Oberlin College provides students with a strong foundation in the sciences and liberal arts, backgrounds that are especially helpful for a career in medicine. Historically, Oberlin graduates have been extremely successful in applying to medical schools. Those that work closely with the Premedical Program Director are even more successful. This is because students are informed about what they need to do, how to best present themselves, and what steps are required during the application process. Students and alumni are encouraged to contact the Premedical Program Director for guidance in applying to medical schools, as well as programs in allied health fields.
Going to medical school is not a decision to be made lightly. For one thing, it involves a substantial time commitment: four years of medical school, plus additional years of graduate study (residency). Second, medical school may be very expensive. Tuition can amount to more than $40,000 per year, depending on the school and your state residency status. You can easily spend over $2,000 simply applying to medical school. Moreover, competition for places in medical schools has never been greater. No matter what your grades are, there is no guarantee of acceptance.
So, make sure you know what you're getting into. Spend time with doctors and other members of the health care team. Learn as much as you can about your chosen profession and the lives of the professionals in it by working or shadowing in a hospital, clinic, private office, or nursing home. While being a doctor can be exciting, challenging and fulfilling, it can also be very tedious. Medicine makes enormous demands on your time, energy, and patience. Find out as much about the profession as possible, so that you go into it with your eyes open.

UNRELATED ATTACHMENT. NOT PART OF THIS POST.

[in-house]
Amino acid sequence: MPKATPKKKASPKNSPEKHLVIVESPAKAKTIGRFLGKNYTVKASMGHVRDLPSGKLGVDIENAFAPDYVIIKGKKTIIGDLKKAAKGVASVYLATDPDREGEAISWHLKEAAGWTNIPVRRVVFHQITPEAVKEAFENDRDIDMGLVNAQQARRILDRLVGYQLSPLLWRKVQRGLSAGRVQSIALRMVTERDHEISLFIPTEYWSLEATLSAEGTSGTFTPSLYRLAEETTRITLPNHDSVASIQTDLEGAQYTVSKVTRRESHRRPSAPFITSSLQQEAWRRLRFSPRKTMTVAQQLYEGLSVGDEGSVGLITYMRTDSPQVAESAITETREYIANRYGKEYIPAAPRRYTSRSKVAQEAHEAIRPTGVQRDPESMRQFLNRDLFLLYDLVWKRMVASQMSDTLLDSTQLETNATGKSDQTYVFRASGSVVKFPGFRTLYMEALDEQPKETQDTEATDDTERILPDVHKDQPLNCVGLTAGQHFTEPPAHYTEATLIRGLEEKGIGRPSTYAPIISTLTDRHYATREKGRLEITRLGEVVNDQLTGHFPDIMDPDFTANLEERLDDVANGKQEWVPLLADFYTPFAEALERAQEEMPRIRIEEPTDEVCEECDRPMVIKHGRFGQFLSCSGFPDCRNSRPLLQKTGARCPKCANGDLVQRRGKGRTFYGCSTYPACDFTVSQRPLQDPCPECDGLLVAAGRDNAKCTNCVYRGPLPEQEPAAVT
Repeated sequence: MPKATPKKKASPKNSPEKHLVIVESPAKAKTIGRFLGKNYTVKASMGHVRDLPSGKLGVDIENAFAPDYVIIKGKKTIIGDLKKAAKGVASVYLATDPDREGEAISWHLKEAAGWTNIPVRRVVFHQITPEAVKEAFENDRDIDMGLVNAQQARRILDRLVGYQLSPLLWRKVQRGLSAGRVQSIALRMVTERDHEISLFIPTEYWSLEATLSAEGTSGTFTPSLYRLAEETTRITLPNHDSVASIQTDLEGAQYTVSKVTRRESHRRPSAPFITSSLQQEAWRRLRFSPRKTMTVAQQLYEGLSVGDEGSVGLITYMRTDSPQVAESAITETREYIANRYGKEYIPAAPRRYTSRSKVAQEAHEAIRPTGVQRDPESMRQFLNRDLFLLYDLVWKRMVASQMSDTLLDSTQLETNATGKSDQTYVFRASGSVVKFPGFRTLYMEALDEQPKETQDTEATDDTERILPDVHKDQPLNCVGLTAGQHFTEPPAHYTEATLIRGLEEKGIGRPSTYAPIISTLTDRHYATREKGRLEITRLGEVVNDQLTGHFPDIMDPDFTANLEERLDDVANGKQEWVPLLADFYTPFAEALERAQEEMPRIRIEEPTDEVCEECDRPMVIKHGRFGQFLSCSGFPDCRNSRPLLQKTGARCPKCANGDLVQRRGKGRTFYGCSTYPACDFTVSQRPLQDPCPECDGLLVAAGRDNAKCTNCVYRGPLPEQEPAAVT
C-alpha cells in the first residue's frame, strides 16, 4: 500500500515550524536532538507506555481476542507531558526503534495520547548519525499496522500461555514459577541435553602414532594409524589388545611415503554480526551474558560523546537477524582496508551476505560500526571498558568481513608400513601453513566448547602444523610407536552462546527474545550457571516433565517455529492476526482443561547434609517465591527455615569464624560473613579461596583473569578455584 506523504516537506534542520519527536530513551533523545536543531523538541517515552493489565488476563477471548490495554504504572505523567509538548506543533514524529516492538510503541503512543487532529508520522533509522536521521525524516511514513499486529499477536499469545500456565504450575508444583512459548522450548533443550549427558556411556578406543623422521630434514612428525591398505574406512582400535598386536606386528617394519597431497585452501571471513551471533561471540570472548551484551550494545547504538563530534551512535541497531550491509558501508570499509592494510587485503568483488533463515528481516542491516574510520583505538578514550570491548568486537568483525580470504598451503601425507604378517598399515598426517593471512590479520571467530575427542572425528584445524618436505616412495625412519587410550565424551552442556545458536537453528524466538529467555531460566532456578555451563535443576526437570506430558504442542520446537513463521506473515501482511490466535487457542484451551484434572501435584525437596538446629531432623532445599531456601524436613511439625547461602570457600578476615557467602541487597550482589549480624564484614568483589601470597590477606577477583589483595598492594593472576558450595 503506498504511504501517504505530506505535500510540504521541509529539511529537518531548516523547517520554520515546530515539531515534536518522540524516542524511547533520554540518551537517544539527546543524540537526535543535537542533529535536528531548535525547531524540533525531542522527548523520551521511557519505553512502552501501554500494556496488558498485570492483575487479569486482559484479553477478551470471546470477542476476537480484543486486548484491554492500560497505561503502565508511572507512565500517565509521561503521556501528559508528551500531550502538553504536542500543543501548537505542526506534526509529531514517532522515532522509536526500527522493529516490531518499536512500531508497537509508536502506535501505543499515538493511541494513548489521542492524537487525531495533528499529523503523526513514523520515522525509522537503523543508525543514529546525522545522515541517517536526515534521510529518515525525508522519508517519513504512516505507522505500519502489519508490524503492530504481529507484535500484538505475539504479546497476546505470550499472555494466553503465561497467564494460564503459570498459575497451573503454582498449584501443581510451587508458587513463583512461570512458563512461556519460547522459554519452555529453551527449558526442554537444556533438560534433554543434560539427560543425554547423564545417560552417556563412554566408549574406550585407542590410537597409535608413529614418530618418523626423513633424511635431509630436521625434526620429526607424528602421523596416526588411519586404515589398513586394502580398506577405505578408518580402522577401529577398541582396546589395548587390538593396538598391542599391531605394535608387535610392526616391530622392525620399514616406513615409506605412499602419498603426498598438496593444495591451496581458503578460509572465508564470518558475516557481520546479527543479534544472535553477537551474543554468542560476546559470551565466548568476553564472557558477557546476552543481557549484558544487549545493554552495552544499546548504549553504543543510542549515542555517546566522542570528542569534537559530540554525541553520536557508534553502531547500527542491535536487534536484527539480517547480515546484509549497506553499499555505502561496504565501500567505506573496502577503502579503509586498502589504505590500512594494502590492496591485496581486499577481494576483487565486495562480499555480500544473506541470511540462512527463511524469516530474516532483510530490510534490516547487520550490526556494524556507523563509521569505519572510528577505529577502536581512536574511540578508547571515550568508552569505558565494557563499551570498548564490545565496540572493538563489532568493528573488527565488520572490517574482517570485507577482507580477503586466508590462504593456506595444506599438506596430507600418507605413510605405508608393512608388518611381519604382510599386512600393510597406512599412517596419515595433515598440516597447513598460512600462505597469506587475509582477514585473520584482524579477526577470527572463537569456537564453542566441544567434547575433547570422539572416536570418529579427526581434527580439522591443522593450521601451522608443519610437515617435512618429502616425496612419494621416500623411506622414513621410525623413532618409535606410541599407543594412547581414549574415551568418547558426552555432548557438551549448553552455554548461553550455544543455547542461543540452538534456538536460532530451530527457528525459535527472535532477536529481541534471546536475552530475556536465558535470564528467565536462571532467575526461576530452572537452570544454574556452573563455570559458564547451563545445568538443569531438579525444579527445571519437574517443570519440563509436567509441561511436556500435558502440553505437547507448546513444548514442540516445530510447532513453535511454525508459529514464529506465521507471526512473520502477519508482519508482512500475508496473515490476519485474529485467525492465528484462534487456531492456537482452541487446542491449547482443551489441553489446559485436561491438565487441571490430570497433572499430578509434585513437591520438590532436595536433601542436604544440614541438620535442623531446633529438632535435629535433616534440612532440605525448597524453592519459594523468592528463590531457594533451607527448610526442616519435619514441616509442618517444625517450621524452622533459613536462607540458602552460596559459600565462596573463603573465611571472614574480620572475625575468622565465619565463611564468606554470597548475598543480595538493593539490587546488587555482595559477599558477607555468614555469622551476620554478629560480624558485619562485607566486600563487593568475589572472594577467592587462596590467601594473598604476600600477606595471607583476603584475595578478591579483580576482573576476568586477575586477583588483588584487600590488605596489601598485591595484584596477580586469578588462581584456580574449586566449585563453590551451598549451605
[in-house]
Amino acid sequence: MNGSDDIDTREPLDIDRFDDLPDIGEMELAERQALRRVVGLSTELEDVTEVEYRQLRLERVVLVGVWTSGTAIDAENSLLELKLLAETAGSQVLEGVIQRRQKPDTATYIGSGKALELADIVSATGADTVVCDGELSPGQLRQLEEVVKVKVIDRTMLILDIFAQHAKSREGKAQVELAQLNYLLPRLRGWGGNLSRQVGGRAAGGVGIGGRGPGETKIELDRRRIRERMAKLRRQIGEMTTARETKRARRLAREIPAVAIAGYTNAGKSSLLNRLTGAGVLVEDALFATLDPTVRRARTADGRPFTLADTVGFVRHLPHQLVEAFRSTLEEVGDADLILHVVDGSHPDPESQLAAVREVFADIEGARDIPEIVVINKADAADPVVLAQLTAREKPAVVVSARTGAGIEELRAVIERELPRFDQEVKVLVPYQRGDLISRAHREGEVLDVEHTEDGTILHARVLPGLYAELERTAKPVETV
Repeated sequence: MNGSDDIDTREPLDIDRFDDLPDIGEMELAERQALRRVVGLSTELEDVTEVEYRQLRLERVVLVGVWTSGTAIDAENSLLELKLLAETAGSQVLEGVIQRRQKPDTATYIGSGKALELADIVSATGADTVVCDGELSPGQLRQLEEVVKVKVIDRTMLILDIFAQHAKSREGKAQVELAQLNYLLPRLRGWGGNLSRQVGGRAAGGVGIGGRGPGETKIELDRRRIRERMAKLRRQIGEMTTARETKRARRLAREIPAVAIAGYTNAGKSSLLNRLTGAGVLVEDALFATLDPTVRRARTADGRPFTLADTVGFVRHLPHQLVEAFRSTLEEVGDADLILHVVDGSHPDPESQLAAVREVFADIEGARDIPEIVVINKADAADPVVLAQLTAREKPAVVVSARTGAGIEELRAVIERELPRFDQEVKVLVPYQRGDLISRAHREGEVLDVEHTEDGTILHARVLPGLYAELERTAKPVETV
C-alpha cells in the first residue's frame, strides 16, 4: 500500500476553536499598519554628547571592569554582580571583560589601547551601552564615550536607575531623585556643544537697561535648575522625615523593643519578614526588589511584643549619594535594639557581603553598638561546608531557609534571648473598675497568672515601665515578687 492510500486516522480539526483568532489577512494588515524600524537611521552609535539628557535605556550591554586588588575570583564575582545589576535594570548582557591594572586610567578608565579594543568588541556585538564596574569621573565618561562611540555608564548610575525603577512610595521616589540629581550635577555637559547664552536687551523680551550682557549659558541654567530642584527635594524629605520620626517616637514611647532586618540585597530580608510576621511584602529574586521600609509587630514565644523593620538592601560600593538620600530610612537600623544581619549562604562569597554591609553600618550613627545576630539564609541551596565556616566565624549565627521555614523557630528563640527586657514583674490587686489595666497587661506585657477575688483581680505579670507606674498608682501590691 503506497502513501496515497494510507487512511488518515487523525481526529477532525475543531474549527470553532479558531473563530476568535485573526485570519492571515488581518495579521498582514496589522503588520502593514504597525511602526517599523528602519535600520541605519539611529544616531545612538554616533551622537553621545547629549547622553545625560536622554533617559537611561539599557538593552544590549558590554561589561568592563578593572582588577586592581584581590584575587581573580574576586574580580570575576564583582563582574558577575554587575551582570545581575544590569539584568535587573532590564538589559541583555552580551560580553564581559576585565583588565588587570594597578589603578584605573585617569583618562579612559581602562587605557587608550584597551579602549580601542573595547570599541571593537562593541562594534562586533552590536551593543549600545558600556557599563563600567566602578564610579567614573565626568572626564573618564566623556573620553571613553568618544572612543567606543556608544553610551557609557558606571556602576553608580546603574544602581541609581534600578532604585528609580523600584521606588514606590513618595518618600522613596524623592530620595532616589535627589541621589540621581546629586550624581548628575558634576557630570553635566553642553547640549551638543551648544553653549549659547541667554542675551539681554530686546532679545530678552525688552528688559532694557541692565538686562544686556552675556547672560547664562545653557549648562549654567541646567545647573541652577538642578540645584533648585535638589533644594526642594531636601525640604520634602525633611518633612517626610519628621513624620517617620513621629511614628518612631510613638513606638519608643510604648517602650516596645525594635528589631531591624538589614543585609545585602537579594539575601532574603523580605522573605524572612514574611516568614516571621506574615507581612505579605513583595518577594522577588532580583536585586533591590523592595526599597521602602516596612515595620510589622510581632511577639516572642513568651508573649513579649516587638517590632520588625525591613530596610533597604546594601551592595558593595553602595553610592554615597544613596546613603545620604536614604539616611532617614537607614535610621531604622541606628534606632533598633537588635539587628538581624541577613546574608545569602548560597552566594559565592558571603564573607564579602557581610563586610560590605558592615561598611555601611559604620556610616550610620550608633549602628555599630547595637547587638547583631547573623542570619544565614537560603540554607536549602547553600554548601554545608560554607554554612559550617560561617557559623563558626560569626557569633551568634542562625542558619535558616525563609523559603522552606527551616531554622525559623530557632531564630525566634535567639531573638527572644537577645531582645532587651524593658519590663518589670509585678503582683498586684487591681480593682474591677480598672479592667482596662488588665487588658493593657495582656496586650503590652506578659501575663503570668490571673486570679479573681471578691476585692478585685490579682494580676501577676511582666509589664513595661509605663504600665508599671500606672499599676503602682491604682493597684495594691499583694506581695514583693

Talk to the Premedical Program Director or one of the health career committee members (see contact list). Visit the Career Center to obtain information about careers, especially medical and health care careers, and how to decide if medicine is for you. Use Obie WEB to contact Oberlin alumni who are currently in, or have recently completed, medical school to get their views of the whole experience.
You will also have to do a lot of soul searching on your own. Advisors, friends, parents and books are great, but they are not you. You are the only one who knows what you want out of life. And if you aren’t certain by the time you graduate, take a year or more after graduation to figure it out. Taking a “gap year” or two is not a bad idea. It not only gives you time to decide if you really are committed to a career in medicine, but it also gives you more time to gain experience in the health care field and enhance your application.